Scientists use crime-solving techniques to control disease-spreading pests

Homeowners may already compare pests to criminals, and now researchers are giving them even more of a reason to do so. PhD researcher Mark Stevenson at Queen London University is using geographic profiling (GP) often used to track high profile killers to study animal and insects, which could change how people think about and deal with disease-causing pests.

The science
"What do serial killers have in common with great white sharks, invasive species and malaria-transmitting mosquitoes?" Stevenson writes in his abstract. "They are all traveling from a central location in some kind of predictable pattern. If we can work out the pattern, it is possible to estimate where they live based on where we know they have been."

GP can help law enforcement and detection agencies identify likely areas where a serial offender resides or uses as a home base, such as work or a friend's place, according to the National Institute of Justice.

In the study of insects and animals, GP is used to study animal foraging. Stevenson explains while science has already enabled medical and biology professionals to track animal patterns, knowledge of where disease-spreading pests originate from is still lacking, according to Phys.org. For example, scientists still don't know where malaria-transmitting mosquitoes come from.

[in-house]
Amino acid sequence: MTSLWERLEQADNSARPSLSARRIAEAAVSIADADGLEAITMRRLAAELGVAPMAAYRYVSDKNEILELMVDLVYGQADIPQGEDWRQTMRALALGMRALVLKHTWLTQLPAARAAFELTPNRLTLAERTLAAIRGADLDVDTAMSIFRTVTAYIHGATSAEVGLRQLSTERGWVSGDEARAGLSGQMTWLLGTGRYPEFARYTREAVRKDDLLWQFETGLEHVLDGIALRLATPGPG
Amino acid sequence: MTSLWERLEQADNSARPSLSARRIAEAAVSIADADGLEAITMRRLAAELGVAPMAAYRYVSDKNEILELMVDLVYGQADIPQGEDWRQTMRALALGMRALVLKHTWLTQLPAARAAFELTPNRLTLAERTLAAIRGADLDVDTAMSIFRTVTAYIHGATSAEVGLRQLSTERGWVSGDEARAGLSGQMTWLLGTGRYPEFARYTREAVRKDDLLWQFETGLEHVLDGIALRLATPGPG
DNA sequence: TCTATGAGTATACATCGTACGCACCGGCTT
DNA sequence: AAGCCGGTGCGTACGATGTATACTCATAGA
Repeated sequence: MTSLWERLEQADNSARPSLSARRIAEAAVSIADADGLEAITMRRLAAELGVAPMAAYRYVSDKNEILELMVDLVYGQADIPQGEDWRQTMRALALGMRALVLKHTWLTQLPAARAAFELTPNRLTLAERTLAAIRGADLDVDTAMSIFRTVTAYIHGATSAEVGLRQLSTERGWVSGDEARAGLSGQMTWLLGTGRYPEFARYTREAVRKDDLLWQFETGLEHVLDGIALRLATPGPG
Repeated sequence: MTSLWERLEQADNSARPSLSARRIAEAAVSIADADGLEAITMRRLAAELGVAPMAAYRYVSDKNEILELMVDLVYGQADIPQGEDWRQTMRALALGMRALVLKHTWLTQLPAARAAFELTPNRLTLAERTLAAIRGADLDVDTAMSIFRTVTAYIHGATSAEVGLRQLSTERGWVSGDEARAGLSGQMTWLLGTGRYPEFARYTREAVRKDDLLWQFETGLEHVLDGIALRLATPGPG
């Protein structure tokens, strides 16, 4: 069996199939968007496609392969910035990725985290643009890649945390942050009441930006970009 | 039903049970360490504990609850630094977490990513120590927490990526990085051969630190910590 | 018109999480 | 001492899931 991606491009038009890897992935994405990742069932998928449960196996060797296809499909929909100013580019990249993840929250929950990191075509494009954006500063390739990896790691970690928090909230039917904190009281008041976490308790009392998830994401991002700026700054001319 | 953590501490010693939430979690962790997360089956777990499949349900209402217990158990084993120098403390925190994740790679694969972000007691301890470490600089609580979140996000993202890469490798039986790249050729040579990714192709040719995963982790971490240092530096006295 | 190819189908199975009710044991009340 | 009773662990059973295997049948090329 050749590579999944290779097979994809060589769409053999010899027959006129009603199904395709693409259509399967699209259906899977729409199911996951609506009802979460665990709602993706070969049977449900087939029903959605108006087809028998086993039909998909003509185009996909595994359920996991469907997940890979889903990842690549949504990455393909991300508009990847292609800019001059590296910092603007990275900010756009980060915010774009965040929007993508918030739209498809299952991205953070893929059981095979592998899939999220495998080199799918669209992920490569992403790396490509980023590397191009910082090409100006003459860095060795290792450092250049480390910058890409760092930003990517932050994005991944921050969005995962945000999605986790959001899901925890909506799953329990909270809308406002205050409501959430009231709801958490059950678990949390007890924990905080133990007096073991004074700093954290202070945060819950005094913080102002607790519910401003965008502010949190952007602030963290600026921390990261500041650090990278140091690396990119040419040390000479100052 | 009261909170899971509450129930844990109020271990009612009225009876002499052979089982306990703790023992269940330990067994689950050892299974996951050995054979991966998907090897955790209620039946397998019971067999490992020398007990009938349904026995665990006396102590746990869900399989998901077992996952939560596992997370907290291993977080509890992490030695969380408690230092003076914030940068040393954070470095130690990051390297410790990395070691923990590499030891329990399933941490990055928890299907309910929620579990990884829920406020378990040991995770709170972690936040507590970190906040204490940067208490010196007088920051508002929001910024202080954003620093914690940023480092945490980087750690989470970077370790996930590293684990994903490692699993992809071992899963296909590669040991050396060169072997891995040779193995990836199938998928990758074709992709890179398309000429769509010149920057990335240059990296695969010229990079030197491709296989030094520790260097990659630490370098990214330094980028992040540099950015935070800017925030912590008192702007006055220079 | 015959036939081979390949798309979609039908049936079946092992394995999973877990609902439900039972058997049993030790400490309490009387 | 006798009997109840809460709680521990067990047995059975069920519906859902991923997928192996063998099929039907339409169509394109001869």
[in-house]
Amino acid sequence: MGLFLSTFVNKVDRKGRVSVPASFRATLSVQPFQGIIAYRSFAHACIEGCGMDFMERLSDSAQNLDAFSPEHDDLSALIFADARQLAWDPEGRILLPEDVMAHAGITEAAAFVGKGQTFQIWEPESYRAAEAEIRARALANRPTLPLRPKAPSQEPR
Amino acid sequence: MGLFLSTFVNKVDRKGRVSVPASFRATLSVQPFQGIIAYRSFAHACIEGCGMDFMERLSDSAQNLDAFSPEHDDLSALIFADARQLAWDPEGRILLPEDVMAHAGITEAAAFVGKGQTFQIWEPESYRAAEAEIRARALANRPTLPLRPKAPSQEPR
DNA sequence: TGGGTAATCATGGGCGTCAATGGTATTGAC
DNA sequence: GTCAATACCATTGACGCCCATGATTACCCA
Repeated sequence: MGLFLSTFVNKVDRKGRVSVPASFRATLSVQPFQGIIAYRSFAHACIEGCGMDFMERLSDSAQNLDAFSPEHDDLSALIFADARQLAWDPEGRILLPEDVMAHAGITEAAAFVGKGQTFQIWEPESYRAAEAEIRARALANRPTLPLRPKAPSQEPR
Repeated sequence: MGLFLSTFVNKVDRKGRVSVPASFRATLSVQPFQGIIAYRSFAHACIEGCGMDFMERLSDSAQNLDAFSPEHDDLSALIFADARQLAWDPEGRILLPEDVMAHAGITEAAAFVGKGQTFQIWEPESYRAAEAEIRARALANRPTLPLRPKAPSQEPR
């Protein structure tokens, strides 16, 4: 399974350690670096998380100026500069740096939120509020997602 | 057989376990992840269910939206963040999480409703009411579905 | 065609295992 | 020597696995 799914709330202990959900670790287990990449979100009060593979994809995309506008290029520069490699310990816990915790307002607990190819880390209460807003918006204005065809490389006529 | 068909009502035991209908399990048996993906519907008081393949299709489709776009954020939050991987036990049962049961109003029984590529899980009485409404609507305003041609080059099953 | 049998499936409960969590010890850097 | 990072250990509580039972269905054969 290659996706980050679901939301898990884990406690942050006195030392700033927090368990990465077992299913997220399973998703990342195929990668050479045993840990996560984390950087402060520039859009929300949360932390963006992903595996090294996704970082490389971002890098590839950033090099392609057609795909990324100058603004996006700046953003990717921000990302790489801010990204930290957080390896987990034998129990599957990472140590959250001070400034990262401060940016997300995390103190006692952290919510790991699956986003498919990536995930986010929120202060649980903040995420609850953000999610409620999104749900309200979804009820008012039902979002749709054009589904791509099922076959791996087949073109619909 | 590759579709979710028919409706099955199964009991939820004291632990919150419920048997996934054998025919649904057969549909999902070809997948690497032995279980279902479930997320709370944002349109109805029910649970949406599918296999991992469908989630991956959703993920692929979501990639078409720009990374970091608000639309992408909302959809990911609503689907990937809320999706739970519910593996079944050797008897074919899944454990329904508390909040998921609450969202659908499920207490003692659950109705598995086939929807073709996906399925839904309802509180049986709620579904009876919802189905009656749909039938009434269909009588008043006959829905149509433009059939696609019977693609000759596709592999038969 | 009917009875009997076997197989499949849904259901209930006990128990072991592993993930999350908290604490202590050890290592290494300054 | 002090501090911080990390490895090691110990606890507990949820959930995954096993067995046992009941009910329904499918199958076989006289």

GP in epidemiology has already proven successful, the news sources states. A cholera outbreak in 1854 has been reexamined and researchers have studied and malaria outbreaks in Cairo using the technology. Scientists were able to rank the locations where diseases were spread by severity of reach.

Being aware of local dangers
The technology's use to control dangerous bugs and rodents is still in its developing stages. While malaria and similar diseases may not be of urgent concern to homeowners in the U.S., it's a good idea to be aware common household pests may carry potentially deadly diseases.

Rodents are common household pests known for their potential to transmit dangerous illnesses to residents and their pets. Diseases can be spread through rodent saliva, eye and nose secretion and droppings. Homeowners should take action to prevent an infestation by sealing up any cracks and crevices in their homes and eliminating moisture in attics and basements.

If residents suspect unwanted critters on their property, they should contact a pest management professional immediately to ensure there is limited damage to their property and their safety is not put at risk.


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